The November 2015 terror attacks in Paris raise the question once again of why people, including young Westerners, are drawn to a group such as ISIS. Reports from defectors that the militants use drugs constantly (reminiscent of stories that the SS guards in the Nazi concentration camps were habitually drunk) suggest that membership in ISIS leads to participation in some dark, escapist fantasy. The people they kill have first been robbed of their humanity by a view of the world that has flattened them out into demons. But in recruiting videos, ISIS presents itself as leading a glorious campaign, the standard bearer of true Islam in an apocalyptic war against apostates and infidels. Young people, perhaps very idealistic young people, looking for identity and meaning find themselves seduced.
The search for authenticity and meaning for one’s life can be long and difficult. One must resist the attraction of powers that may glitter but are not God. For certain people, the allure of the power of death, masquerading as divine righteousness, can be irresistible. Examples from the Judeo-Christian tradition include the medieval slaughter of Muslims by Christians during the Crusades. Historian of religion Karen Armstrong argues persuasively that religious groups which perceive themselves as weak in relation to others are particularly susceptible to the ideology and practice of holy war. Wielding the power of death – sanctioned by God – is psychologically satisfying. Where there is a chink in the self-identity of young Muslims, the rhetoric of ISIS can more than fill it.
We must distance ourselves from our own cult of death.
If only the God of love and mercy were as seductive to these young people as the God of ISIS! We know they are ready to give their lives for something they perceive as holy. But a cult of brute force has eclipsed the holiness of mainstream Islam – and Christianity and Judaism – in their minds. How can the followers of the God of love reach these young people? Jesus said, “I have come to set a fire on the earth.” Yet the world of these children drawn to ISIS must seem cold. In their yearning for something more, they have mistaken an ersatz of transcendence for the real thing.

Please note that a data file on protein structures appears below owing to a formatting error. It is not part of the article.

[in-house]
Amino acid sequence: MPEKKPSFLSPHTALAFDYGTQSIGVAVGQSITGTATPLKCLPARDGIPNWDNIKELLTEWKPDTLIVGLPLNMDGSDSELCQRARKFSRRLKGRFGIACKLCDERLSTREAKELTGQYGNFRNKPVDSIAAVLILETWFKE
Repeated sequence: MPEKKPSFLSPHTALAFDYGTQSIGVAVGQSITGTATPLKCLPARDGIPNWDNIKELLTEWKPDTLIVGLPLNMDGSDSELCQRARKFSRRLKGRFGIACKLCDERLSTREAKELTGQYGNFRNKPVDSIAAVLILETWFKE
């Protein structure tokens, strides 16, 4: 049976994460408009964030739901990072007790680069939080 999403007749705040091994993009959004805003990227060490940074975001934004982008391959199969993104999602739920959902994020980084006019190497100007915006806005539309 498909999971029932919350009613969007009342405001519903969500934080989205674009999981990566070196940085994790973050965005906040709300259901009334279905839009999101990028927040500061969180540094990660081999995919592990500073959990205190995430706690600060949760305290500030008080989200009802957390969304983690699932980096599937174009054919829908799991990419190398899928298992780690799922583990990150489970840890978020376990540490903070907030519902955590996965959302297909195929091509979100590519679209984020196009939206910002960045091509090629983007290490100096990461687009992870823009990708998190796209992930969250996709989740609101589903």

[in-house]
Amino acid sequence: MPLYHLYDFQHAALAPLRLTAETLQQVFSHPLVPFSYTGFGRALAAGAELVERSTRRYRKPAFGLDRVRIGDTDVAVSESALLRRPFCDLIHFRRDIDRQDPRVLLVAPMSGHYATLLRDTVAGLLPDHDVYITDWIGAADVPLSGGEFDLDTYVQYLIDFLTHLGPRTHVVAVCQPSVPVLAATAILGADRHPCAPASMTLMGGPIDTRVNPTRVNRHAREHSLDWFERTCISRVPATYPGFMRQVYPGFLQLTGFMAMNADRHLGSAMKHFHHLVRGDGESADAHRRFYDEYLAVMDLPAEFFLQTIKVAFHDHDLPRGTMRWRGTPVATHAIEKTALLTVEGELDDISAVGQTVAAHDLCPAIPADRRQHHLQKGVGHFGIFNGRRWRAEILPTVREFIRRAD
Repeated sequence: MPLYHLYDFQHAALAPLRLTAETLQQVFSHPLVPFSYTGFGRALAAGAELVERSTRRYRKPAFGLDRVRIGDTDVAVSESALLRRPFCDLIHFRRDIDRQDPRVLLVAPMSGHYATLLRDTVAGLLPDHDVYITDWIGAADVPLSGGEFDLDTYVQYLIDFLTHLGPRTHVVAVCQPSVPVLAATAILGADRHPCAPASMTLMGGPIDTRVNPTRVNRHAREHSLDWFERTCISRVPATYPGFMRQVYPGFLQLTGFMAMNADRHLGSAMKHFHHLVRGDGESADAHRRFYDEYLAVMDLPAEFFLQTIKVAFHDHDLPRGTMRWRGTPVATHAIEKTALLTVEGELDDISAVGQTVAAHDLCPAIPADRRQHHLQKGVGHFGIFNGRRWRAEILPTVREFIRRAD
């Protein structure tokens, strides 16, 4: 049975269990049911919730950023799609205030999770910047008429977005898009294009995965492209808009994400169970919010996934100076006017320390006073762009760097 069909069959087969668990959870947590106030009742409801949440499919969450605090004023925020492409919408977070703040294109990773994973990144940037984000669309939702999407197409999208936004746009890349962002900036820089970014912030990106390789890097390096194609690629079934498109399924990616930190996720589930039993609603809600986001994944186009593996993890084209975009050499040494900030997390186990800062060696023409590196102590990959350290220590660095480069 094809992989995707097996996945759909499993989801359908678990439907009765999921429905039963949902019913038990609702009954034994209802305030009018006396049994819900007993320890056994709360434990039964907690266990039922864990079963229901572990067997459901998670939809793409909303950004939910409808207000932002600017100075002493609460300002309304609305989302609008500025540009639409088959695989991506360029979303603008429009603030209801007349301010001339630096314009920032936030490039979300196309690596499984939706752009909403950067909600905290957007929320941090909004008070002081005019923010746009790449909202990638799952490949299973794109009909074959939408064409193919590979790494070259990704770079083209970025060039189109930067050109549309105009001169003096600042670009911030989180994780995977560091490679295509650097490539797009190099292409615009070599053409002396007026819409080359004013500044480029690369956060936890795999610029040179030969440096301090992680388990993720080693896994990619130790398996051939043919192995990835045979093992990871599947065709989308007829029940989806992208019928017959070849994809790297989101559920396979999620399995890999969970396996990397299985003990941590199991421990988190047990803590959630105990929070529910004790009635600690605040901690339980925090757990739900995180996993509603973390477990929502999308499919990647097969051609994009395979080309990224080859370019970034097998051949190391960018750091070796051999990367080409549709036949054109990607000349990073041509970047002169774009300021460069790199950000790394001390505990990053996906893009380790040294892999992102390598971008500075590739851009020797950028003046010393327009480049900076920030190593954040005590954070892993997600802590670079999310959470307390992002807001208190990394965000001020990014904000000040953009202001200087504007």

How many people coming of age today in America, Europe, and the Middle East are excited by their parents’ religion? Are their parents excited by it? If we condemn ISIS but can offer only church-going and platitudes, we should not be surprised when those who want to give their lives to something greater look elsewhere. The world religions are meant to be pathways to a greater life, not comfort zones where like-minded, well-meaning people hang out together. We all need comfort, but we also need passion and challenge and spiritual growth. We need a way to enact our belief in a God of love.
The zeal of young people attracted to ISIS reminds us that we must proclaim what we believe with our lives.
As Americans and Europeans, another thing we must do is distance ourselves from our own cult of death. We must say no to drone strikes, no to “boots on the ground” in Syria and Iraq, and no to the bombing raids, however effective they might be in supporting the opposition to ISIS. The God of love and mercy is never honored by killing. If every life is created by God, how can we think that an attack on human beings is anything less than a sacrilege? Perhaps we are guilty of an escapist fantasy of our own – one in which the United States is the conquering hero against today’s arch-villains, the terrorists. The landscape of our own imaginations is filled with demons.
So the young people attracted to ISIS can teach us something. Their zeal, however tragically misguided, reminds us that we must proclaim what we believe with our lives. When we talk about the God of love but continue to support the American war machine, it is no wonder that our children do not hear us. But if we feed the hungry, clothe the naked, welcome the stranger, and mount a peace movement as compelling as the warmongers’ sales pitch, we may get their attention. To do this we must choose Dostoyevsky’s “love in action,” which is “a harsh and dreadful thing compared to love in dreams.” Real love is demanding, but it is never boring. It enables us to see the other, the enemy, as a three-dimensional human being. And isn’t that what all of us really want: not a fantasy world of heroes and demons but a greater life in which the other is as real to me as I am to myself?